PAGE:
Listen Up: Wednesday, September 26, 2002
A D V E R T I S E M E N T
A D V E R T I S E M E N T
TexasRide

The Distance Between the Truth & a Lie (Moonlight Industry)

By Ken Shimamoto

Everything about this package fairly screams “Americana”: the sepia-tone photos, the beat-up old pickup truck, the funky old house (in Weatherford?), replete with window AC units. But the band’s haberdashery raises questions: Is that a Speedtrucker Stetson or the Supersuckers’? Is the guy in the porkpie paying homage to Tom Waits or Marshall Crenshaw? These are important questions that demand investigation.

First track: “Sweet Ashley.” Sure, there’s a whole generation of girls named Ashley (and Brittany, and Courtney), but somehow it just isn’t as evocative a title as, say, “Sweet Angeline” or “Sweet Jane” or “Sweet Lorraine” or ... you get the idea. The opening bit of tremolo guitar, joined by drums and bass, is kinda intriguing. But then the lead guitar comes in, the all-too-familiar scream of Gibson-through-Marshall, then the singer, with that nasal, tonsil-tortured sound, and the cover is blown. It’s Guns n’ Roses!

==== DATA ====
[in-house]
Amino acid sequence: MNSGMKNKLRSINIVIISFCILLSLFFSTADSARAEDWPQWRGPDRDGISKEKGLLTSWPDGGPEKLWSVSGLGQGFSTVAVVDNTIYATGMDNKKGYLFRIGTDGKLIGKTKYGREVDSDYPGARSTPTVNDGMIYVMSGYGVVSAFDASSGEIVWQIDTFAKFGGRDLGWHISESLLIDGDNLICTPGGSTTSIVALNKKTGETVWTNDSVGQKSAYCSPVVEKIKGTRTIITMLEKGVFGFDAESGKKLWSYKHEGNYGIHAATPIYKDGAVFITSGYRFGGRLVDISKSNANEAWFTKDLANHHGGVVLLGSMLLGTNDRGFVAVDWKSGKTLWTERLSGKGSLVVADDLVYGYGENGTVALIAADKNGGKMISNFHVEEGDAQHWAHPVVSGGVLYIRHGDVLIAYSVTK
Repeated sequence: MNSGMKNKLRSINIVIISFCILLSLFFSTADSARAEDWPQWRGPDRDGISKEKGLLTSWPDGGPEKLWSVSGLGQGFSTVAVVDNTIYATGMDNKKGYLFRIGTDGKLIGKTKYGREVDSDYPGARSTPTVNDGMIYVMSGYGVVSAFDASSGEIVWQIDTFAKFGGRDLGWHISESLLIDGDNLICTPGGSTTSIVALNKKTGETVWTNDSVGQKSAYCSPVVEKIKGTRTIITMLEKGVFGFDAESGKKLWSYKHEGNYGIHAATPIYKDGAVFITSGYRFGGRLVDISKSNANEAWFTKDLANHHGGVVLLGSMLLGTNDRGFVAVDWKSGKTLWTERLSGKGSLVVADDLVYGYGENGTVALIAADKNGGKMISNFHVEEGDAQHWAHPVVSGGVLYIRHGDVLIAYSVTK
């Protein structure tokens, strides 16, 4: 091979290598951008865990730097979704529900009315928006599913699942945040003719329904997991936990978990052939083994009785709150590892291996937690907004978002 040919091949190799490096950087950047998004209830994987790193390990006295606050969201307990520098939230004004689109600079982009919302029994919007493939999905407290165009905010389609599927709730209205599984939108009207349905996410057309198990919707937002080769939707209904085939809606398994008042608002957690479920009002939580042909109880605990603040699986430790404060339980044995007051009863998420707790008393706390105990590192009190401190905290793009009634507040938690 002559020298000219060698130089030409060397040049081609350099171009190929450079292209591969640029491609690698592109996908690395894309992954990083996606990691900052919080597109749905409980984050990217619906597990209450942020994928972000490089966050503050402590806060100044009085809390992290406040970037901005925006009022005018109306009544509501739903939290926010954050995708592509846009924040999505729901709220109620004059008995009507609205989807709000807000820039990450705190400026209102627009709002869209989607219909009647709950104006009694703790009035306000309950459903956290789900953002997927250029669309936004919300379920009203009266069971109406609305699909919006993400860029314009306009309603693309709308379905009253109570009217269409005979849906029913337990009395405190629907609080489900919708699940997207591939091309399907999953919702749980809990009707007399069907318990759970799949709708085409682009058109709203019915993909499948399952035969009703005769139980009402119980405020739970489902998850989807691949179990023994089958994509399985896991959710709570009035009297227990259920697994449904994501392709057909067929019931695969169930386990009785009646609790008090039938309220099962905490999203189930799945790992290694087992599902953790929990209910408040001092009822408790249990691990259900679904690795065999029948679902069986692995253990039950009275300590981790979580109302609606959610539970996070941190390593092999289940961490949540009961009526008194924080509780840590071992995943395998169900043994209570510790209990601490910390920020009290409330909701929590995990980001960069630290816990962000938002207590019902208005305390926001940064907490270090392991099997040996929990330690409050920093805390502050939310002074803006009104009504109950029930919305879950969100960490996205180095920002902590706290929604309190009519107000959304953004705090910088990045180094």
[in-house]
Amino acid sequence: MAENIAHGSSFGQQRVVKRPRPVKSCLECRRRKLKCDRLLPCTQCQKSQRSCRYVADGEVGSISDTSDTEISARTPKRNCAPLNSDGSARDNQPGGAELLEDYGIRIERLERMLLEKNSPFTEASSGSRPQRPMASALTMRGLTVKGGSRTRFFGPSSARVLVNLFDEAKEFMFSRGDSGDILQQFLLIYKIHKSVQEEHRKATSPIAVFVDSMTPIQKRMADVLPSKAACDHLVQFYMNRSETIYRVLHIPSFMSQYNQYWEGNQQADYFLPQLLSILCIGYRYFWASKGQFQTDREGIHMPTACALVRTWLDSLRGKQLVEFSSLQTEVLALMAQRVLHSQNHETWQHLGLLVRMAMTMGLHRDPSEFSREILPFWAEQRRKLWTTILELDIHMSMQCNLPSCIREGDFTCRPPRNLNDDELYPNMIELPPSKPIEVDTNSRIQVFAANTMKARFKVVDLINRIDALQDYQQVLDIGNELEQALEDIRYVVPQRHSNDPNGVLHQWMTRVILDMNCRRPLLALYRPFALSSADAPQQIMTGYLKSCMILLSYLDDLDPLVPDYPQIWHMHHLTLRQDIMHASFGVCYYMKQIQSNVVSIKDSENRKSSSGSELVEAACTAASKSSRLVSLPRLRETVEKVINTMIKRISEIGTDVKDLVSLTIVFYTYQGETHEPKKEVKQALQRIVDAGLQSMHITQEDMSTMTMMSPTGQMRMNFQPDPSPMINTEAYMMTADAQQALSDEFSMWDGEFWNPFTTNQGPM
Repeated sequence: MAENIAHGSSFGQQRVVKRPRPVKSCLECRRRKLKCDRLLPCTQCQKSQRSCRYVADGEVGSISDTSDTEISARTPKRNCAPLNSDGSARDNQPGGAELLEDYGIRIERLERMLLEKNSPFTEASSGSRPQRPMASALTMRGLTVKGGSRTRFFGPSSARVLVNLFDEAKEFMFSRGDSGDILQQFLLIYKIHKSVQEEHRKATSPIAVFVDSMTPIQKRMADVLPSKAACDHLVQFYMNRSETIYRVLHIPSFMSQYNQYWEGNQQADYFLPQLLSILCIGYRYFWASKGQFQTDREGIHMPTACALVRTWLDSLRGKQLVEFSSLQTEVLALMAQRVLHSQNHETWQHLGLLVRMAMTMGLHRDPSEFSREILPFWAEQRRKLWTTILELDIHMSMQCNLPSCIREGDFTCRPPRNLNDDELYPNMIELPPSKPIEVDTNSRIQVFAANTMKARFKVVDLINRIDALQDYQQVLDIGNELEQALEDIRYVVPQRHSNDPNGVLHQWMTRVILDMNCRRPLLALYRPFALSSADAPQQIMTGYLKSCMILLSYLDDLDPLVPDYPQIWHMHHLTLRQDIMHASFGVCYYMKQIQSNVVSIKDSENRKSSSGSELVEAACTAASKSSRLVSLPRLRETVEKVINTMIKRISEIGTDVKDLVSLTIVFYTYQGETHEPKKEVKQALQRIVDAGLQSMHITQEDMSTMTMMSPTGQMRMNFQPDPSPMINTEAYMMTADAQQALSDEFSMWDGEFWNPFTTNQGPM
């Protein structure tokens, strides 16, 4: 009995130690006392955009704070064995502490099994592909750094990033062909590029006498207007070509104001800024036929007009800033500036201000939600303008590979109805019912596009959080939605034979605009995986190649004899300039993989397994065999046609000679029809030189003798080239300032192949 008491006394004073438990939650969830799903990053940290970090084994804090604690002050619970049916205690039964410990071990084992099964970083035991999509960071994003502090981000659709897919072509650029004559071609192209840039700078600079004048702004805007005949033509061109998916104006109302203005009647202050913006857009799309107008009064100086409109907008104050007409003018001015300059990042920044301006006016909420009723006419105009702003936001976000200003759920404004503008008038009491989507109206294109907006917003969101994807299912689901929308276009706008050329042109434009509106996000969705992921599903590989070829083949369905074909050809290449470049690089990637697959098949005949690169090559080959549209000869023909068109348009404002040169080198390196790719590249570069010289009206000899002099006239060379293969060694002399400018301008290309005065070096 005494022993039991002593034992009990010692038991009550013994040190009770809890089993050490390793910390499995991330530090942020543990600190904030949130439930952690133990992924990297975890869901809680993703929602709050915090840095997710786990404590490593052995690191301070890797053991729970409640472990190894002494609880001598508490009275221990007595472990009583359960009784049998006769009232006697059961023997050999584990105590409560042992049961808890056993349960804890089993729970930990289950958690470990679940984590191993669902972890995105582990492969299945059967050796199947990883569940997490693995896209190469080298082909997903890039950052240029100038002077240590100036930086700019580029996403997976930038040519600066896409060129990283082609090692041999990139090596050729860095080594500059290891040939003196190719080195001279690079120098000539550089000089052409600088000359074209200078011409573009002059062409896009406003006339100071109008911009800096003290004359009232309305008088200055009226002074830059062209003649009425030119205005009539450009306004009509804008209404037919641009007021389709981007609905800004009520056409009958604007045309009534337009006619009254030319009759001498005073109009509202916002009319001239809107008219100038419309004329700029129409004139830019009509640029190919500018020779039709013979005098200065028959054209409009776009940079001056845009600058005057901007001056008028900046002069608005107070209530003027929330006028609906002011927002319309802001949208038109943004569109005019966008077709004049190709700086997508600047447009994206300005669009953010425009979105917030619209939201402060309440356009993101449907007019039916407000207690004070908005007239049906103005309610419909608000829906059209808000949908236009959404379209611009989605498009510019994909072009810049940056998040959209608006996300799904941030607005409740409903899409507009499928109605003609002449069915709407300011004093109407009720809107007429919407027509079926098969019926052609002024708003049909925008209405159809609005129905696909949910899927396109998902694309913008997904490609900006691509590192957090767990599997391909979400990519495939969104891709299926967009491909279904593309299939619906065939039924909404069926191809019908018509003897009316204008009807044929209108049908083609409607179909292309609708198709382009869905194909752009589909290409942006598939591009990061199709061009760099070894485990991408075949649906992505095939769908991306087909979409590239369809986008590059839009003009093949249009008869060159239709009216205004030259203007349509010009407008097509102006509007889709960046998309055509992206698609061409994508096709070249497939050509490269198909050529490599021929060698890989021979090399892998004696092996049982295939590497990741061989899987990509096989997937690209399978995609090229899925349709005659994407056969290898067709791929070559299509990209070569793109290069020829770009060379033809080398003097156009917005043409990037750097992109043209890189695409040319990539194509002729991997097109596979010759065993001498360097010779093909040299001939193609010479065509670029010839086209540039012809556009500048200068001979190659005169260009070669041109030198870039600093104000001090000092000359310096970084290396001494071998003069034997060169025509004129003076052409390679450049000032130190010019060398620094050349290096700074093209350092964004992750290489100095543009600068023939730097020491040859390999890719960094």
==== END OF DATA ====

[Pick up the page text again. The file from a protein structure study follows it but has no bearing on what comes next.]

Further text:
In fairness to these guys, that’s just one track, and it certainly doesn’t make this a bad record. However, with its preponderance of slow-to-midtempo rockers, making optimal use of that mid-’60s Dylan-with-the-Band keyboard sound so beloved of Counting Crows, The Distance Between the Truth & a Lie isn’t exactly a compelling listen, either. Rather, it’s competent but undistinguished country-rock, with emphasis firmly on the Rock. I keep waiting for one of these songs to pull me in with a melodic hook or a keen turn of phrase ... and waiting. And waiting.

On the other hand, it’s an extremely well-produced record. Mike McClure and the band have created a big, ballsy studio sound, full of presence. And I’ll bet the songs sound great live. All that’s lacking is some substance to go along with the sonic excellence. But what the heck. No Depression readers will probably love this.


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